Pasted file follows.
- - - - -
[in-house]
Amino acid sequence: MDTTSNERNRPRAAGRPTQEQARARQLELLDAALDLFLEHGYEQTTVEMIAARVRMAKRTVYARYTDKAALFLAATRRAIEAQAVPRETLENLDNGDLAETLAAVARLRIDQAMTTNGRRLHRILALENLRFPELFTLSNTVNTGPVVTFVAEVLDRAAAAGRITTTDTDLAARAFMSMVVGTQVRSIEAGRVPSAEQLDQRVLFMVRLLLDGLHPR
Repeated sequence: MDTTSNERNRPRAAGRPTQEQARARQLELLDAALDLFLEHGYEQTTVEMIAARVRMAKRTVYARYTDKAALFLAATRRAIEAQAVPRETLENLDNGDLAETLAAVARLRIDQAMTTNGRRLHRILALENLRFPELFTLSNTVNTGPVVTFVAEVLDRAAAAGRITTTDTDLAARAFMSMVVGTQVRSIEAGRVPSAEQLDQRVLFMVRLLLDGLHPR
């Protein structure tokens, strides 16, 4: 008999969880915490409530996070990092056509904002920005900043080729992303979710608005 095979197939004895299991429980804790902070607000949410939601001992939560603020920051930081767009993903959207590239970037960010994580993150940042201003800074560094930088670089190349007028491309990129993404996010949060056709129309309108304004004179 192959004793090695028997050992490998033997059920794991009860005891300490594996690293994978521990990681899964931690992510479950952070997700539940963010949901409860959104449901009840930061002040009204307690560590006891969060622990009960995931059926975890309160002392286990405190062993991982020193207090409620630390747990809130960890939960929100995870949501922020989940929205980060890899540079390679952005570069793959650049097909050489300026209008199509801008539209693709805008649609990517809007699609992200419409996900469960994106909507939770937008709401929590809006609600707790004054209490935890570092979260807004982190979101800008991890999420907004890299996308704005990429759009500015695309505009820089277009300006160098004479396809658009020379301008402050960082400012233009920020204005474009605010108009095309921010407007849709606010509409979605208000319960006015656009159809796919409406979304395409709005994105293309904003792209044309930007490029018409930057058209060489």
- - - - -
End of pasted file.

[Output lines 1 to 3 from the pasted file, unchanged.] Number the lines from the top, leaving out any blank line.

[in-house]
Amino acid sequence: MDTTSNERNRPRAAGRPTQEQARARQLELLDAALDLFLEHGYEQTTVEMIAARVRMAKRTVYARYTDKAALFLAATRRAIEAQAVPRETLENLDNGDLAETLAAVARLRIDQAMTTNGRRLHRILALENLRFPELFTLSNTVNTGPVVTFVAEVLDRAAAAGRITTTDTDLAARAFMSMVVGTQVRSIEAGRVPSAEQLDQRVLFMVRLLLDGLHPR
Repeated sequence: MDTTSNERNRPRAAGRPTQEQARARQLELLDAALDLFLEHGYEQTTVEMIAARVRMAKRTVYARYTDKAALFLAATRRAIEAQAVPRETLENLDNGDLAETLAAVARLRIDQAMTTNGRRLHRILALENLRFPELFTLSNTVNTGPVVTFVAEVLDRAAAAGRITTTDTDLAARAFMSMVVGTQVRSIEAGRVPSAEQLDQRVLFMVRLLLDGLHPR